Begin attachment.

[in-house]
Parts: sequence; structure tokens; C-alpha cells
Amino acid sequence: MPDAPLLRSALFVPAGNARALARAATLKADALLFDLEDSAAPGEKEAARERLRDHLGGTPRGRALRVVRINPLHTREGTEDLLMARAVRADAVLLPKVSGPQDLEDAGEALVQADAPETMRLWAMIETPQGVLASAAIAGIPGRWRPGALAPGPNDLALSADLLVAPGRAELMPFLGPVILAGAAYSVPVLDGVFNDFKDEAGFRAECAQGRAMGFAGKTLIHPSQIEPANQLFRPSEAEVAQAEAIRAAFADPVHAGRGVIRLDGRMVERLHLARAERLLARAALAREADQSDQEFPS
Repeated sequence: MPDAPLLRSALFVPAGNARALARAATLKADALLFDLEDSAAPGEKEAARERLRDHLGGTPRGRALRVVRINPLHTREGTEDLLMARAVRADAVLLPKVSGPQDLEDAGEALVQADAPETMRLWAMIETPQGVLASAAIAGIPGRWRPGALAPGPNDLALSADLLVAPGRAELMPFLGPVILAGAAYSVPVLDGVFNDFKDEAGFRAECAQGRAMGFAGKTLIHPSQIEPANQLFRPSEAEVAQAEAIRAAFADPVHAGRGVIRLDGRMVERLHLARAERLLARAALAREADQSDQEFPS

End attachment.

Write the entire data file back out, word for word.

[in-house]
Parts: sequence; structure tokens; C-alpha cells
Amino acid sequence: MPDAPLLRSALFVPAGNARALARAATLKADALLFDLEDSAAPGEKEAARERLRDHLGGTPRGRALRVVRINPLHTREGTEDLLMARAVRADAVLLPKVSGPQDLEDAGEALVQADAPETMRLWAMIETPQGVLASAAIAGIPGRWRPGALAPGPNDLALSADLLVAPGRAELMPFLGPVILAGAAYSVPVLDGVFNDFKDEAGFRAECAQGRAMGFAGKTLIHPSQIEPANQLFRPSEAEVAQAEAIRAAFADPVHAGRGVIRLDGRMVERLHLARAERLLARAALAREADQSDQEFPS
Repeated sequence: MPDAPLLRSALFVPAGNARALARAATLKADALLFDLEDSAAPGEKEAARERLRDHLGGTPRGRALRVVRINPLHTREGTEDLLMARAVRADAVLLPKVSGPQDLEDAGEALVQADAPETMRLWAMIETPQGVLASAAIAGIPGRWRPGALAPGPNDLALSADLLVAPGRAELMPFLGPVILAGAAYSVPVLDGVFNDFKDEAGFRAECAQGRAMGFAGKTLIHPSQIEPANQLFRPSEAEVAQAEAIRAAFADPVHAGRGVIRLDGRMVERLHLARAERLLARAALAREADQSDQEFPS